Except for the uncomfortable master mage and apprentice-slave scenario that runs through the entire novel. Clearly, the main character has some form of PTSD after having been involved in such a scenario. Alex Verus mentions it in the sort of way people mention things when they do not want to seem like they want to talk about a thing, but they really, really do.  So, again, is Jacka making the background mysterious? Is he writing “safely?”  Or, is this just a way to engage the reader that does not work 100% of the time?  For myself, I can say that I do not mind characters with shadowy and dark pasts. I do not have to know all of their details. However, in this one, it feels like Jacka needed to commit a bit better to telling the reader or not. Instead, Verus’ history is a mess.  Also, by not really being totally open about whatever is in Verus’ past, it makes the relationship between himself and the master-Dark mage take on aspects that are perhaps uncomfortably taboo or untoward.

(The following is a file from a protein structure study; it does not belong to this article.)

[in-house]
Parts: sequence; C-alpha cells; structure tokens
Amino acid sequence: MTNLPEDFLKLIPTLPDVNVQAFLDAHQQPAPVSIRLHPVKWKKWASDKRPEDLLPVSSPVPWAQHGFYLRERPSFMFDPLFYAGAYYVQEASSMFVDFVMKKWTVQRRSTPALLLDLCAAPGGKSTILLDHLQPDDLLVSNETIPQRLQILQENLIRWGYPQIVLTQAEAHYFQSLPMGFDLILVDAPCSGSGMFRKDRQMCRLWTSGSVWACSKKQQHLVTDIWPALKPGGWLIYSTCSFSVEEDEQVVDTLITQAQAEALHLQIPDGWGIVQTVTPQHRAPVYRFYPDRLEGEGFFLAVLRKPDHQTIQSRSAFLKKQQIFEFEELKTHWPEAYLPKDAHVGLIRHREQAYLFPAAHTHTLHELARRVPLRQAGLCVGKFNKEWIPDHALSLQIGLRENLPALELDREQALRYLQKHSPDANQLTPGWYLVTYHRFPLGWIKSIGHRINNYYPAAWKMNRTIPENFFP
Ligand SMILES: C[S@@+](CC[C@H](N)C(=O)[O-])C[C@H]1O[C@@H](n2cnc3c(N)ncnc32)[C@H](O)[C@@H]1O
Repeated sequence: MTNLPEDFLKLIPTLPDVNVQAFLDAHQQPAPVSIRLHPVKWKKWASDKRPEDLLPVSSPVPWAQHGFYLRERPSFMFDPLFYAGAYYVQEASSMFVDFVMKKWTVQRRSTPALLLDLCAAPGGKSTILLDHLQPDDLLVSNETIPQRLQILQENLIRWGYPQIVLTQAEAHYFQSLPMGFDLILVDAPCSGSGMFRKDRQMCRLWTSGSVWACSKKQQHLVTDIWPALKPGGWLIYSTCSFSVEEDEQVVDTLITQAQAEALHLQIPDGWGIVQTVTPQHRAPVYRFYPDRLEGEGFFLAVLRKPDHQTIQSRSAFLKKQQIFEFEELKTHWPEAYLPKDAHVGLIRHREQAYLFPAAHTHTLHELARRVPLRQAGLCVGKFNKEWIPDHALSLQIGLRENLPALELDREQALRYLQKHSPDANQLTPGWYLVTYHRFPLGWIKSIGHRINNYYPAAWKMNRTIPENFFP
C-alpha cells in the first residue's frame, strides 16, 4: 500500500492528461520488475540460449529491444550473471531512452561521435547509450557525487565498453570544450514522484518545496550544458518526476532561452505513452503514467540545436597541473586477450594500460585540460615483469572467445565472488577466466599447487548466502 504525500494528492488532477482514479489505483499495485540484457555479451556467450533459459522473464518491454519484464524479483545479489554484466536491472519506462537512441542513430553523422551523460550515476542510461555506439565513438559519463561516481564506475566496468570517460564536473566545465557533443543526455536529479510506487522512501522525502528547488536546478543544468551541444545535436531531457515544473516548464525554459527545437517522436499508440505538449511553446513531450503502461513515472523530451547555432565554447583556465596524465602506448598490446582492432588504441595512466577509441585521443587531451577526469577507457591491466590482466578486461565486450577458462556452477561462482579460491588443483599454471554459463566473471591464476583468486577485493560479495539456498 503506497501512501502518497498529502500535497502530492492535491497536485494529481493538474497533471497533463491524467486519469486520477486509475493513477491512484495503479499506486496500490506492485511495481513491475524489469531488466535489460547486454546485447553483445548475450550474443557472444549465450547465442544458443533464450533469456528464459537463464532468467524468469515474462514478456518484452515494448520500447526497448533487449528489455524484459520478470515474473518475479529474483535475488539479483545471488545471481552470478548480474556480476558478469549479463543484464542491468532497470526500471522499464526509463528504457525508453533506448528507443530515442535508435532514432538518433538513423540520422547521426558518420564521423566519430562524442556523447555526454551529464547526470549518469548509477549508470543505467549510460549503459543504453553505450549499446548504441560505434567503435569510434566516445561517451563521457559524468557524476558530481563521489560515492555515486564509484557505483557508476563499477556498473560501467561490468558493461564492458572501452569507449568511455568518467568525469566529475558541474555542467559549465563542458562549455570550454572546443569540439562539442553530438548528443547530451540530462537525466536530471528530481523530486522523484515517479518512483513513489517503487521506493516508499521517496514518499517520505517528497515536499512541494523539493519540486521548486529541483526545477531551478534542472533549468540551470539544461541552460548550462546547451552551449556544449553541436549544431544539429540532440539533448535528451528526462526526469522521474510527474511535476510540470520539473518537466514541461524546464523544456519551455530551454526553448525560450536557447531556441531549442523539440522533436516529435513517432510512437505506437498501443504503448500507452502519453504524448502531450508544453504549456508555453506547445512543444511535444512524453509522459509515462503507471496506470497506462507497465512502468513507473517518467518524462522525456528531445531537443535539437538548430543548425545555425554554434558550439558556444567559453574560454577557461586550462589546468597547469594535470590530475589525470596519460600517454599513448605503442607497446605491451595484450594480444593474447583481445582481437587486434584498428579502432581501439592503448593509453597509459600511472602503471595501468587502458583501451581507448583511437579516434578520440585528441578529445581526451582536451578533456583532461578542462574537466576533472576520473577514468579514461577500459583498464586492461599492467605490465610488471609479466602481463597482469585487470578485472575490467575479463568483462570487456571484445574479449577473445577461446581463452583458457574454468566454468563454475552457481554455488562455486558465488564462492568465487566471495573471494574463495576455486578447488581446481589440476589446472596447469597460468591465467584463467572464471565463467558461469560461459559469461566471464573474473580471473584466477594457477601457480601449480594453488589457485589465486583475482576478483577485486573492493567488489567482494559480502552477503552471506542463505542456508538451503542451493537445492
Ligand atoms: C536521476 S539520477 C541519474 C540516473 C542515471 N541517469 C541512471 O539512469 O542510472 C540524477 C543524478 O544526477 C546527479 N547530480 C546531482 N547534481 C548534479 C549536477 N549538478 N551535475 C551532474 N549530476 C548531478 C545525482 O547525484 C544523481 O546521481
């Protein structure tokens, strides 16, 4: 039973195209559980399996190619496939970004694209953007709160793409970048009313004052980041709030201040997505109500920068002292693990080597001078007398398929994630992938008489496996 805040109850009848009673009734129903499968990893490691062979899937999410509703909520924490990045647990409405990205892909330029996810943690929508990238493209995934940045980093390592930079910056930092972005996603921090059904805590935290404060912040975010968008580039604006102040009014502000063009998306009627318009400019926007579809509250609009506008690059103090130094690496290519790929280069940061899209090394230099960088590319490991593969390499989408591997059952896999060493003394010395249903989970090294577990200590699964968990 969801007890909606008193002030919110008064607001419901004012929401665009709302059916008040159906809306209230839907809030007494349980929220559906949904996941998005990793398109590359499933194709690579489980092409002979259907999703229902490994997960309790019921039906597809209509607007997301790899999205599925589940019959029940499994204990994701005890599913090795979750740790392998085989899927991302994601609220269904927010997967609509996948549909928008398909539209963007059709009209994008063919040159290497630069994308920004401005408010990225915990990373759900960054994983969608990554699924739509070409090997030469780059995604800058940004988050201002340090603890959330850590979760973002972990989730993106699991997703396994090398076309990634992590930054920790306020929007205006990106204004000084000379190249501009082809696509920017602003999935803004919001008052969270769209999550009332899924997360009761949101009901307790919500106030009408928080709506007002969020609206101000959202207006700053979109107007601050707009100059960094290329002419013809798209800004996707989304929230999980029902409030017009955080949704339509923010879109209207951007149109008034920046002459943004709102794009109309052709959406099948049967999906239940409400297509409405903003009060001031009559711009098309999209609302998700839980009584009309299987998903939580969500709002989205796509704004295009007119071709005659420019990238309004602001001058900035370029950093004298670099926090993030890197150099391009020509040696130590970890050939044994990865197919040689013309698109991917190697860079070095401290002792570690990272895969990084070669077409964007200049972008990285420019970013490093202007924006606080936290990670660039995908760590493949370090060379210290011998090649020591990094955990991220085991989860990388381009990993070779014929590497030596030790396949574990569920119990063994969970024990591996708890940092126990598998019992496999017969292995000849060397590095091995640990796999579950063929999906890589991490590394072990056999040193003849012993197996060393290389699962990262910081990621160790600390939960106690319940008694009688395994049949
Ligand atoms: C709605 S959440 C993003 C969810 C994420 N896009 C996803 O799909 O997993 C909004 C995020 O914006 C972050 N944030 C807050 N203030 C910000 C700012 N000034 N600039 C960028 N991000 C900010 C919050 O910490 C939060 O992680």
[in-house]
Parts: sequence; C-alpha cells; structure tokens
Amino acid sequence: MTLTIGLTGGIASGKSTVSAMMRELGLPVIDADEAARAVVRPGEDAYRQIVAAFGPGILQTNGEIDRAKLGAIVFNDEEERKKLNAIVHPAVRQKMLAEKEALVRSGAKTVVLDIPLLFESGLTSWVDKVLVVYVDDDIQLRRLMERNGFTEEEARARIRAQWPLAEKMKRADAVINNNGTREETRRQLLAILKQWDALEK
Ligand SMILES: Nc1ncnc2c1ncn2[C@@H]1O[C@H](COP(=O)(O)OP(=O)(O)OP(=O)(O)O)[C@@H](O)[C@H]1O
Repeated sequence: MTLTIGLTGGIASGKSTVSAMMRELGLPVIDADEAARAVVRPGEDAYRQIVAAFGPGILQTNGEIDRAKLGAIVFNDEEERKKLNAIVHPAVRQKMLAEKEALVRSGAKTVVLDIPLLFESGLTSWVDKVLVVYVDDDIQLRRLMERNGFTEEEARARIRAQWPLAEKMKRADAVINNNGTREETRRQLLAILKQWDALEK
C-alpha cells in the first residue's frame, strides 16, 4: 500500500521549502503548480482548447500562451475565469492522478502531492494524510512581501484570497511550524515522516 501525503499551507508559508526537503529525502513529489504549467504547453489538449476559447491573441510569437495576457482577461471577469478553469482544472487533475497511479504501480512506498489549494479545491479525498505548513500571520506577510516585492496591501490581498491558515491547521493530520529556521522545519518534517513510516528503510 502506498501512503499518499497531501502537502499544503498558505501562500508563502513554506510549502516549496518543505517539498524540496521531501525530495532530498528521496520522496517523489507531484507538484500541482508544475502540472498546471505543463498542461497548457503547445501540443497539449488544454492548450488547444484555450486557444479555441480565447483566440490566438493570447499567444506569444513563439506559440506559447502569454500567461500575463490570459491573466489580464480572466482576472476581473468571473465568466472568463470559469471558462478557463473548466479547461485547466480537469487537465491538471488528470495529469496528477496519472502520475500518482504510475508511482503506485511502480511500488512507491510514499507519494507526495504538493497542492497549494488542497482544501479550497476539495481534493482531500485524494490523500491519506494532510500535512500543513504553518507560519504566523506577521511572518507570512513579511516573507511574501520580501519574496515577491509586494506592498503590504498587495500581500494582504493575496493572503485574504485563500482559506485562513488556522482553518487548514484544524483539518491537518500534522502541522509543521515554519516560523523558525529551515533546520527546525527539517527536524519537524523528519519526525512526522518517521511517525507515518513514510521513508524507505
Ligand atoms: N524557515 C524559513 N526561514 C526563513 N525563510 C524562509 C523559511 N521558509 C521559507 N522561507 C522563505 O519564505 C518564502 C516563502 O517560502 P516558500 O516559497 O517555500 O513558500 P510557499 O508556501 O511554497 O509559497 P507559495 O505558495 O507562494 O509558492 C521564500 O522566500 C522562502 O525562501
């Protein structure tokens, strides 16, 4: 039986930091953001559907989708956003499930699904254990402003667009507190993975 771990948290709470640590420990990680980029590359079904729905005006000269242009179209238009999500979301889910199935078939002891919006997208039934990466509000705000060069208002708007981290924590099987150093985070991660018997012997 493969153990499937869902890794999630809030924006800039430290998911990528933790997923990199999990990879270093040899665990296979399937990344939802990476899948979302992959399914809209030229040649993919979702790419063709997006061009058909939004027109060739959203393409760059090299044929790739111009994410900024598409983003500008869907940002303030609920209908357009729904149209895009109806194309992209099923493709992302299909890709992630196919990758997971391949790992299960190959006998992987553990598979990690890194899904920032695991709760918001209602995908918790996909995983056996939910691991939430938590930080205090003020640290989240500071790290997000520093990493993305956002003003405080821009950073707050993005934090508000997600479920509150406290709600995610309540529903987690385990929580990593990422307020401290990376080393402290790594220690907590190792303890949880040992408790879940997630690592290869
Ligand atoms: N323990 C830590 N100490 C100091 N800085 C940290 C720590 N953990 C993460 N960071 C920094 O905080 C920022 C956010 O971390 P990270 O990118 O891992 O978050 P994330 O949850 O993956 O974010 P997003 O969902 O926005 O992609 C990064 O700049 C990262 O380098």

Rather than have the clear good versus evil scenario of mages, Jacka bolsters his explanation of Dark mages as something other than just evil-driven. Maybe. It works to a point, and then it stops working. So, what I mean is, Jacka tells us that Dark mages do not buy into strict concepts of good and evil. Instead they think about morality totally from their self-indulgent egoism.  They recognize others only if and when the Other is something to have control over and to operate as one operates a tool. Thinking about this a bit deeper, though, readers might wonder if that sort of egoism is not, actually, the definition of evil. So, back again to perspectives of good and evil. Hey, I’m a metaphysician… an ontologist, I get really disinterested and bored with ethics. But it feels like Jacka really took to those ethics classes in school.